Bacterial Art on Petri Dishes

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The American Society for Microbiology launched its first ever Agar Art contest, inviting microbiologists to unleash their hidden creative genius and produce a piece of art using microbes and petri dishes as tools. Looking through the galleries of the winning entries, as well as many of the submissions, we can see that many participants got really carried away.

The first place was taken by molecular biologist Mehmet Berkmen of New England Biolabs, and mixed media artist Maria Penil for their creation “Neurons”.

“Neurons and biological shapes is a common theme in the works of the artist Maria Penil,” the entry explains. “Here she painted with yellow Nesterenkonia, orange Deinococcus and Sphingomonas isolated for their attractive colors as contaminants in the Berkmen lab. After growing the plates for 2 days at 30C, the artist usually lets the plate sit for few more days before permanently sealing the work in epoxy.”

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The winner of the “People’s choice” award for “Cell to Cell” — a painting made using bacteria on agar and sealed in epoxy, by Maria Penil.

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The entry “Neurons” that won the first place.

Coming runner-up was “NYC Biome MAP”  — an entire map of Manhattan created using microbes and agar created as a collaboration between citizen scientists and artists at Genspace: New York City's Community Biolab. Christine Marizzi, an educator at a community lab, explains how it was created:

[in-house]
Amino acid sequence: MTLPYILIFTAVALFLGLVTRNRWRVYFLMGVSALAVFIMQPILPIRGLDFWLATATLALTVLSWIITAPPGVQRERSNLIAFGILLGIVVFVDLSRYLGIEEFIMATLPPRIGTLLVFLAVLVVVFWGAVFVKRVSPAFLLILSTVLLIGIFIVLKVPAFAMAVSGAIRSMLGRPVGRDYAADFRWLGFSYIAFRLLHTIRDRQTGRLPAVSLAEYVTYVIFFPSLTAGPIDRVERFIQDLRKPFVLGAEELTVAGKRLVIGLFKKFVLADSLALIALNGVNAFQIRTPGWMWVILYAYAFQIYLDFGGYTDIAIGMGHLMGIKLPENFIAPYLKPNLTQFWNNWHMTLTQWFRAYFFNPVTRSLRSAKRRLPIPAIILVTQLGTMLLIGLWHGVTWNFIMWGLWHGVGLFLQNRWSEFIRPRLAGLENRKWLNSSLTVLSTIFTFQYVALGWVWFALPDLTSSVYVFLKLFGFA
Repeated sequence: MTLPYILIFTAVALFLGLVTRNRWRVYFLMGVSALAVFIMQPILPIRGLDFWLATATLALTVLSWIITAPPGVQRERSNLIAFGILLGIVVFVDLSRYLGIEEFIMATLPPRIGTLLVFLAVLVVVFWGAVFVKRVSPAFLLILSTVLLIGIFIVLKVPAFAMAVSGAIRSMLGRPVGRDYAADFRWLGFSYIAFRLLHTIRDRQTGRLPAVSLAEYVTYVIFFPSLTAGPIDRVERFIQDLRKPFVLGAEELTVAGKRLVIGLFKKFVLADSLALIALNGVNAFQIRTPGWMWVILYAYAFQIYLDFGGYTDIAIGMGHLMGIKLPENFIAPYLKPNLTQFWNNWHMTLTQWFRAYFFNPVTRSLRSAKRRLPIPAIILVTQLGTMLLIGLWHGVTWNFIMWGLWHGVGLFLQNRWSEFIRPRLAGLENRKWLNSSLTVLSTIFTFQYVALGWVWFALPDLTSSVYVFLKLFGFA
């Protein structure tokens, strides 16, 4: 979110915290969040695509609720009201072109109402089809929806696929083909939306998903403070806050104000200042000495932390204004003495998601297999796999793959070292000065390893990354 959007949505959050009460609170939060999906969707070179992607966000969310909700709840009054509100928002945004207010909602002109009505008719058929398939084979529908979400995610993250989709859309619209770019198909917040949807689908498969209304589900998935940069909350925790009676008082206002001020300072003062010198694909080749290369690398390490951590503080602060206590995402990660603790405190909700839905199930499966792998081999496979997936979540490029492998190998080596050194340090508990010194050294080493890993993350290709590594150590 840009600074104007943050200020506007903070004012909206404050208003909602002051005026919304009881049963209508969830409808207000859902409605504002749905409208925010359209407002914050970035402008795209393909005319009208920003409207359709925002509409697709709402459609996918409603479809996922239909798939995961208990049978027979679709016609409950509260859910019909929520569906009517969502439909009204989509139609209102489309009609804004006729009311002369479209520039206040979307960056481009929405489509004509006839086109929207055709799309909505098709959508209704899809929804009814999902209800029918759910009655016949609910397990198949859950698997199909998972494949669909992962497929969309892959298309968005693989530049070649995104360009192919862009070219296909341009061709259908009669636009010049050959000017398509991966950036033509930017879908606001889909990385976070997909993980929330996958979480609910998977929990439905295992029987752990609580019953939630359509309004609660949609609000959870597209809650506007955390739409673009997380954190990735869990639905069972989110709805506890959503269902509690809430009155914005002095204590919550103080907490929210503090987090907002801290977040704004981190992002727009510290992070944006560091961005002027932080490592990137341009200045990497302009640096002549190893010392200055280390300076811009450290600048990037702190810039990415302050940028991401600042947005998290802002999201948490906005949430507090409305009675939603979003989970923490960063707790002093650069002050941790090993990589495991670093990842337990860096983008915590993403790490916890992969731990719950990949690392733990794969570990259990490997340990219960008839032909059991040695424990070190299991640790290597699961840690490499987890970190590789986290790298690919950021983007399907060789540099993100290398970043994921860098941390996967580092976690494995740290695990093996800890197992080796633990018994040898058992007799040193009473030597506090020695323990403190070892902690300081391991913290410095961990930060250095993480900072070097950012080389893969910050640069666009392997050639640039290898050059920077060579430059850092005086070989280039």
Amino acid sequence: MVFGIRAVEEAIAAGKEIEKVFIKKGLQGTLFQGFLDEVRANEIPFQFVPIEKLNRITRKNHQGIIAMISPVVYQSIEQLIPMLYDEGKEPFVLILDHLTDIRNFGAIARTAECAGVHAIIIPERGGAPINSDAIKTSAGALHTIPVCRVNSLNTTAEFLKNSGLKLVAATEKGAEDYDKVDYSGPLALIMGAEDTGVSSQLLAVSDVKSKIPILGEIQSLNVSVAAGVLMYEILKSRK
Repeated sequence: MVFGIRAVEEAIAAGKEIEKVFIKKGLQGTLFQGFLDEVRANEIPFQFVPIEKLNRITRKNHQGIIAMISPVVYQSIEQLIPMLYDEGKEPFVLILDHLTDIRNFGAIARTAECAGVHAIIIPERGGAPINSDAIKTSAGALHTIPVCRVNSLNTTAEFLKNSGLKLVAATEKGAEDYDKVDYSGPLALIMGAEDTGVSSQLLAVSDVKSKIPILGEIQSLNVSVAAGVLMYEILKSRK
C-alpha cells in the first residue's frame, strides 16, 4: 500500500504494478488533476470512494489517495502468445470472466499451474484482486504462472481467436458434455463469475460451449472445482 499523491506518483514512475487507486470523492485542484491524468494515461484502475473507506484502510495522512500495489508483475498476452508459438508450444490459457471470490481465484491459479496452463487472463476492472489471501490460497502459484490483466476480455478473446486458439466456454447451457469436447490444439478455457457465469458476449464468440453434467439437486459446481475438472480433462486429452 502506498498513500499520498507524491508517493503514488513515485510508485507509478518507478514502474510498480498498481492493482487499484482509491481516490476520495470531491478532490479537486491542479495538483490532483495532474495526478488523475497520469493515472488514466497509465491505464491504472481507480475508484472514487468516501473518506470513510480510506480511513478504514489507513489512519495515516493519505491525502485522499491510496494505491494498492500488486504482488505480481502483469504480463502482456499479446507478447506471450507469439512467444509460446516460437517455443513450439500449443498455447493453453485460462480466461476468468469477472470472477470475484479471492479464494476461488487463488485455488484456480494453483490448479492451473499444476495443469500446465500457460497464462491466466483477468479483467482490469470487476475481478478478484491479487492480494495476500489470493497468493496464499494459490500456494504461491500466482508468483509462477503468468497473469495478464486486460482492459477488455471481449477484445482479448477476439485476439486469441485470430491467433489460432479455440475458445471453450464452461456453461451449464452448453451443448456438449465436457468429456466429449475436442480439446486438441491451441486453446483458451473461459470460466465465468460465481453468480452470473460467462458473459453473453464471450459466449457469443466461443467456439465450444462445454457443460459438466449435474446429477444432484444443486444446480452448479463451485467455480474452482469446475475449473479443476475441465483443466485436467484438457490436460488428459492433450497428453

We invited the public to learn about microbes by creating a city map using harmless Escherichia coli K12 bacteria engineered with colorful fluorescent proteins like GFP, RFP or YFP as paint. More than fifty participants applied bacterial suspension cultures onto square petri plates containing standard LB selection media. The plates were prepared with stencils of NYC’s street grid, allowing participants to paint the bacteria into the patterns. After a short incubation time, participants returned to print the grown colonies on paper. The bacterial prints were reassembled into the map of NYC, blending the individual prints into a collective artwork and creating an everlasting microbial map of NYC.

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“NYC Biome MAP”

The third place went to Maria Eugenia Inda, a postdoctoral researcher from Argentina working at Cold Spring Harbor Labs, for her work “Harvest Season”. This piece was created using a species of yeast named saccharomyces cerevisiae which is one of active agent responsible for our most basic foods - bread, wine, and beer. Maria Eugenia Inda explains her work:

The organism used for this piece of art were metabolically engineered on the b-carotene pathway, resulting in a color palette of colonies of our choice, from yellow to red. The painting depicts a humble farmhouse with the wheat production laced in the countryyard. Amazed by the plasticity of this organism for engineering during the Yeast Genetics & Genomics Summer Course at CSHL I got inspired to paint this agar with the message: “Look at the Yeast field, for they are already white for harvest!”

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“Harvest Season”

Other standouts include a recreation of Van Gogh’s “Starry Night”, a picture resembling a night sky and a portrait of Louis Pasteur.

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Source: Microbe World via Junk Culture

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